AsianScientist (May 25, 2017) – In a study published in EMBO Molecular Medicine, researchers have found out how the thyroid changes in patients with Graves’ disease. Their findings provide a potential therapeutic target for thyroid diseases.
The thyroid is a highly vascularized organ found behind the Adam’s apple. Some of the functions of the thyroid are regulated by a hormone called thyrotropin, produced in the brain. Graves’ disease, the most common cause of hyperthyroidism in the United States, affects both the thyroid and the surrounding vascular network. In this disease, the thyroid produces an excessive amount of hormones and the capillaries become denser.
“Previous studies show that abnormalities in thyroid glands and surrounding vasculature are interconnected, we wanted to understand how this happens at the molecular level,” explained team leader Koh Gou Young, director of the Center for Vascular Research within the Institute for Basic Science (IBS).
Using animal models that simulate Graves’ disease, Koh’s team uncovered a biological pathway contributing to this disorder. They found that the culprit is the vascular endothelial growth factor A (VEGF-A). This protein is involved in forming new vessels around the thyroid, and regulating the hormonal exchange happening between these vessels and the thyroid, through very small pores called fenestrae (from Latin ‘window’).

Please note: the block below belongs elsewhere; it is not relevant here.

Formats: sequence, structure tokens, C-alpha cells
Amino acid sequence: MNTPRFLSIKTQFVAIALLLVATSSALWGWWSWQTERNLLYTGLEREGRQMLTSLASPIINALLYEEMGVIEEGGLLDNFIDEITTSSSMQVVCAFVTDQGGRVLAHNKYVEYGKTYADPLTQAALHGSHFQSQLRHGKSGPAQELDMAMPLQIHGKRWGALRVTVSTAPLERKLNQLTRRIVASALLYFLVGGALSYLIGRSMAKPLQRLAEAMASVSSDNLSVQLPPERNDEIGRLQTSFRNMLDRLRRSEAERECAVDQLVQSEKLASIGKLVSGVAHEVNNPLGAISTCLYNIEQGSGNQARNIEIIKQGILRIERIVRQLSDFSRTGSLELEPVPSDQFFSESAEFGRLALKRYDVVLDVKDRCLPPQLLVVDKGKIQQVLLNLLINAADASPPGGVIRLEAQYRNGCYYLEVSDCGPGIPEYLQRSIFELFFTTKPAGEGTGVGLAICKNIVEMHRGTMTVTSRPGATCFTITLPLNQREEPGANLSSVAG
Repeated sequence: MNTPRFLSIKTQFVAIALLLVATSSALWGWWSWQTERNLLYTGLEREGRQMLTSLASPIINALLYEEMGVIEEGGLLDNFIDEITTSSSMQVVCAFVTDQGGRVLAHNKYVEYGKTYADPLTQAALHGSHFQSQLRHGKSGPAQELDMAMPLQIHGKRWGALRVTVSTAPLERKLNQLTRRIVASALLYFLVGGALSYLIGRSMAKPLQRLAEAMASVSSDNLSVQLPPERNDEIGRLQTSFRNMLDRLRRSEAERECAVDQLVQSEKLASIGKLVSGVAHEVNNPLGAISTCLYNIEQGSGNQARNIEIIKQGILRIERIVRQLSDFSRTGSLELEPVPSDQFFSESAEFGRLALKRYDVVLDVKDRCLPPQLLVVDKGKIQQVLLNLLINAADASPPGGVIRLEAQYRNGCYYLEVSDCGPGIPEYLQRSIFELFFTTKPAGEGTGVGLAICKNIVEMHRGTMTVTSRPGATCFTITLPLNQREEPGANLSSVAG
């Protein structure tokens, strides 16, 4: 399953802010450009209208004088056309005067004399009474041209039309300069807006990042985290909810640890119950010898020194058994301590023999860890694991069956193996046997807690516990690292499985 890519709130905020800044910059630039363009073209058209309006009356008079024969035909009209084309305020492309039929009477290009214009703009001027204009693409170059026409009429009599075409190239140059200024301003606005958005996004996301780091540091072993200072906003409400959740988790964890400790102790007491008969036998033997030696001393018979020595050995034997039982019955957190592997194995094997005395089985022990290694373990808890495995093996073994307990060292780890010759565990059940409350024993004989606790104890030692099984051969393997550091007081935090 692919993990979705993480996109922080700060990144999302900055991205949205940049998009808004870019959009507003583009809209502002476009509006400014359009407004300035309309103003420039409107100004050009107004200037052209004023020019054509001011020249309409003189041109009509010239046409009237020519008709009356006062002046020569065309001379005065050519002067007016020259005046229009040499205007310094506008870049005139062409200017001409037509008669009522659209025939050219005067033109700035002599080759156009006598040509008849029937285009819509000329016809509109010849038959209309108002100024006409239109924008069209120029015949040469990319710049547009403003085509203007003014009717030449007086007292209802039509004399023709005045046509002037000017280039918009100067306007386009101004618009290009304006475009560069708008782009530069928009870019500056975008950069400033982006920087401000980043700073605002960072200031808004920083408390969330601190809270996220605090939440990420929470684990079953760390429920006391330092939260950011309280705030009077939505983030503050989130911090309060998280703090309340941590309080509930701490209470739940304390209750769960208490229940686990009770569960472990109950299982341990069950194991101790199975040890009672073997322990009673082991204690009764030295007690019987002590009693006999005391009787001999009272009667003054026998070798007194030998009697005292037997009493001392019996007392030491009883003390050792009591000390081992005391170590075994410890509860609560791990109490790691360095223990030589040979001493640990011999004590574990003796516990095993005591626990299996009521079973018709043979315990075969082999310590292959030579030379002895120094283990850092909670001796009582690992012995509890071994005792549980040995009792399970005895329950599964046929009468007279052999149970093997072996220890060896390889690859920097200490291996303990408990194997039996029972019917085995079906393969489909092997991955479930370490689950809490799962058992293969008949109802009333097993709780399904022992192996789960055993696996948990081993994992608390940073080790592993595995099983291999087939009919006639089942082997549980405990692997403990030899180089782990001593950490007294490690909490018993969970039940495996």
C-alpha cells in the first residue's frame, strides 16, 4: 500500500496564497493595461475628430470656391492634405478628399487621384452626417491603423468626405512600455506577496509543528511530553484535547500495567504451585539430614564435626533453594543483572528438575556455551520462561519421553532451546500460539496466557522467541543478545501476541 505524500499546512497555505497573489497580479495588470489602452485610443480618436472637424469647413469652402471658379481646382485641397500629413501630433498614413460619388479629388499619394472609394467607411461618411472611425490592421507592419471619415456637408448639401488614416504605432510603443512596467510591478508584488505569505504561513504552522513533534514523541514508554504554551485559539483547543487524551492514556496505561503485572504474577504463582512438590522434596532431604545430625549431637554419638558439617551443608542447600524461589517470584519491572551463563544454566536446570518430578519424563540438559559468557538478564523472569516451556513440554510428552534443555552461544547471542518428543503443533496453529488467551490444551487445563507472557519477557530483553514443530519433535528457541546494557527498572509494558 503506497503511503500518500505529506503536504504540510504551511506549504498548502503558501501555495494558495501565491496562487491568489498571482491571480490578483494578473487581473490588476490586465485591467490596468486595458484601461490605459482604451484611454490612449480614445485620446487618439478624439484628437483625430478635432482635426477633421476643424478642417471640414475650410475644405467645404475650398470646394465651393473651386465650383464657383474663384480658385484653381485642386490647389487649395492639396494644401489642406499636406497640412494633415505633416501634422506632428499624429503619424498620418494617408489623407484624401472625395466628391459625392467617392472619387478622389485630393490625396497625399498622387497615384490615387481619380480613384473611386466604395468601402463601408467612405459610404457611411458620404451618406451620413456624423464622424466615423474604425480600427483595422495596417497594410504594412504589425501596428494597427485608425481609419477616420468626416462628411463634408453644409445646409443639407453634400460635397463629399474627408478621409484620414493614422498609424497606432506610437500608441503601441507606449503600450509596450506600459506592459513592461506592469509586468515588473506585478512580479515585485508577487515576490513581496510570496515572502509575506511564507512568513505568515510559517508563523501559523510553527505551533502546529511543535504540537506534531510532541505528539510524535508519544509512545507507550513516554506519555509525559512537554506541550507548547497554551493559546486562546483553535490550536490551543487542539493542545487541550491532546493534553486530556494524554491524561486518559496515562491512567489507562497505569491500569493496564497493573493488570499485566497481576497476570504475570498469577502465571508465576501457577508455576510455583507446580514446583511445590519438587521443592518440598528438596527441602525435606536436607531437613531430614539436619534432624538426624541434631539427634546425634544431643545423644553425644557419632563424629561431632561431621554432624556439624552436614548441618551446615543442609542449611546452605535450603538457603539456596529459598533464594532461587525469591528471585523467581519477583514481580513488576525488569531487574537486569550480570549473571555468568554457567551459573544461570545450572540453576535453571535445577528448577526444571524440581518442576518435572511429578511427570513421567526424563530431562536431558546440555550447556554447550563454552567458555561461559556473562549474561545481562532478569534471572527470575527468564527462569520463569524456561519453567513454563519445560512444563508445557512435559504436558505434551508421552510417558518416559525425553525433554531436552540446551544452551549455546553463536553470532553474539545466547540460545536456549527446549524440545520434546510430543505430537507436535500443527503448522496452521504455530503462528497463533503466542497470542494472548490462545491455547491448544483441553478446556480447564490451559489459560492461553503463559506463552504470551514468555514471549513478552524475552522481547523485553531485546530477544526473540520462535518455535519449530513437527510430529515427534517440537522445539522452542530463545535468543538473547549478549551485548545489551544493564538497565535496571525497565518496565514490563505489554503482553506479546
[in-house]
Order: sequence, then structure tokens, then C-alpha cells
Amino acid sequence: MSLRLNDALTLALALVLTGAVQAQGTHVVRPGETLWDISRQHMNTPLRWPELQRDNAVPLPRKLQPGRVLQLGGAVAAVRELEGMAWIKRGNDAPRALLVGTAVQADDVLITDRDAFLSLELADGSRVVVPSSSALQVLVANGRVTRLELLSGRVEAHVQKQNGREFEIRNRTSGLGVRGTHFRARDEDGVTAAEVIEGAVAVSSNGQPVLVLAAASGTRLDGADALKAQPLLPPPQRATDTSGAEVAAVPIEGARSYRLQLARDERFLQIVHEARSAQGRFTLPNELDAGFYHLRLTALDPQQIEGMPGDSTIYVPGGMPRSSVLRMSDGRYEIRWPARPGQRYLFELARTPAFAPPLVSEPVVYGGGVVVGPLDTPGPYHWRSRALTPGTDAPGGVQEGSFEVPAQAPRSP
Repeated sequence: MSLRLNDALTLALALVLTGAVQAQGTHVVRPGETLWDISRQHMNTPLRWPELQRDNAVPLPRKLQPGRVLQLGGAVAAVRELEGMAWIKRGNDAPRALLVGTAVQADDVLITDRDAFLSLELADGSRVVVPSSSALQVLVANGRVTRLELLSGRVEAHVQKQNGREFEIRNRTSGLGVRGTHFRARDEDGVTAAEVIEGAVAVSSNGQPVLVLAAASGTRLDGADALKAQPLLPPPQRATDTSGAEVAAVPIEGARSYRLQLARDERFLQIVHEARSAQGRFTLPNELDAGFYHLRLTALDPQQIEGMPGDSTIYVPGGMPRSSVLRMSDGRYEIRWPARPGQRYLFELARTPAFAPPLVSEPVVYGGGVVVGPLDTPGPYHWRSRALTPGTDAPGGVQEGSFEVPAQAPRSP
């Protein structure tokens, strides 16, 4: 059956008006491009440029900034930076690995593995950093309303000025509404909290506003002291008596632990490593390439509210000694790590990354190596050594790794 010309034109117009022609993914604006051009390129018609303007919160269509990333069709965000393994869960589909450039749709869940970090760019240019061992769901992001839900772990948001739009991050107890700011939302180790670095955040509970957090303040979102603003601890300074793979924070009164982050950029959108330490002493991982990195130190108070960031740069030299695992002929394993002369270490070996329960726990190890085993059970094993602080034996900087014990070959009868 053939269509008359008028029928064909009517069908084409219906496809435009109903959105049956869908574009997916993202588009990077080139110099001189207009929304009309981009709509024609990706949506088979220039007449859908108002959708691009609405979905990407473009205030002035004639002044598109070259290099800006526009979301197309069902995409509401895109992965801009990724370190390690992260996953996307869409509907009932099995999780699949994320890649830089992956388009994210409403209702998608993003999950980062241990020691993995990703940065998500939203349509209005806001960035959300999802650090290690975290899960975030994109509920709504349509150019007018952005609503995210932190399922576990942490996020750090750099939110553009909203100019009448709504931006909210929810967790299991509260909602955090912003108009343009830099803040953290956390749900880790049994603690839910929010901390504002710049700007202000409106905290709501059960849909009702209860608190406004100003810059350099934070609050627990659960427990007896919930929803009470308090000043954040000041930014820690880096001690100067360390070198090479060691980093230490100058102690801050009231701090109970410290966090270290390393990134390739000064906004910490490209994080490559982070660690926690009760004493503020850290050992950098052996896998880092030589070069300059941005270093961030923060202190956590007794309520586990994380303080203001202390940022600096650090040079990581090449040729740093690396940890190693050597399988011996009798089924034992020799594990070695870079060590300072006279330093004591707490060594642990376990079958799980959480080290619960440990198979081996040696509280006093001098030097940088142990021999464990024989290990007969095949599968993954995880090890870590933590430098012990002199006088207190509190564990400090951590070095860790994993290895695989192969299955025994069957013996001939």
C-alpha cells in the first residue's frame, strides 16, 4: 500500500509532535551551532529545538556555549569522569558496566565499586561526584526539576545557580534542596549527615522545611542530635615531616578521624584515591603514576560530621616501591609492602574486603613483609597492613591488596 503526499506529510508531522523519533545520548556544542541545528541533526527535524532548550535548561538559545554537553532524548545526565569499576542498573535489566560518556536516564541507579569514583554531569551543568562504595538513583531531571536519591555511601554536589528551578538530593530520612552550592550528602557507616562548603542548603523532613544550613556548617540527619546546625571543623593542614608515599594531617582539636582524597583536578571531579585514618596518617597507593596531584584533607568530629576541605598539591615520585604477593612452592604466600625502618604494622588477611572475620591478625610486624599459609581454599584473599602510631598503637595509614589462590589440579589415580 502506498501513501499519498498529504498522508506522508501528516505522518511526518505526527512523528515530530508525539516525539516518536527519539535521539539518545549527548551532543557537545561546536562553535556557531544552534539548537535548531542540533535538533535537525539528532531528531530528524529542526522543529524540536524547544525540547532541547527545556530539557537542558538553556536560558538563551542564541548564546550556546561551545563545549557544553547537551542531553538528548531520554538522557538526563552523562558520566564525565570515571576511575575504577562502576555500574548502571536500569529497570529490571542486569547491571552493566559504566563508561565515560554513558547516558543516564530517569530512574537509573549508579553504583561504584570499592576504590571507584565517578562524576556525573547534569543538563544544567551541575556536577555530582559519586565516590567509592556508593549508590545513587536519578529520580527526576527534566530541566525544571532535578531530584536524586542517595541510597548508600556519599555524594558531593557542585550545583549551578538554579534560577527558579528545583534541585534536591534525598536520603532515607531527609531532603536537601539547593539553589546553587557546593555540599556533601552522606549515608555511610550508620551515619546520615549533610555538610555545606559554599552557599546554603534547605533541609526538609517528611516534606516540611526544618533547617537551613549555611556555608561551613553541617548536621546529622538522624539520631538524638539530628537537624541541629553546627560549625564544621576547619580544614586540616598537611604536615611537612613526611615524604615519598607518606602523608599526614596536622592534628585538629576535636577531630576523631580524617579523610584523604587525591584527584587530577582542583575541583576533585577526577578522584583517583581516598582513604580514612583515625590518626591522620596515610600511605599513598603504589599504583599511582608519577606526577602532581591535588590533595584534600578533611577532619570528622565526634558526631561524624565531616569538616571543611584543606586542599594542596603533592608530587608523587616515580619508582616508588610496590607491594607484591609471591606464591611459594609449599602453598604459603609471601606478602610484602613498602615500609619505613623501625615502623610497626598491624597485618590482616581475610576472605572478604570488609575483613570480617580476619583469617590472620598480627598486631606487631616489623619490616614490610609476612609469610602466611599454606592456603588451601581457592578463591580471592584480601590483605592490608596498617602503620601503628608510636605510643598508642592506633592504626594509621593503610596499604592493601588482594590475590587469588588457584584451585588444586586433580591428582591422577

Upon stimulation with the thyrotropin hormone, VEGF-A is produced by the thyroid gland, causing the thyroid to enlarge and turning on the expression of the VEGF-A receptor, VEGFR2, in the walls of the surrounding capilliaries. By blocking VEGFR2, the scientists could inhibit enlargement of the thyroid and stop vascular remodeling.
“Our findings identify VEGFR2 blockade as a novel therapeutic avenue for targeting thyroid disease associated with thyrotropin,” explained Koh.
The researchers also found that the angiopoietin-Tie2 pathway, fundamental in other tissues like the eyes and brain, does not play a major role in remodeling the vasculature of the thyroid gland. Finally, they rules out VEGFR3 as a protein essential for thyroid vascular integrity.
Source: Institute for Basic Science.
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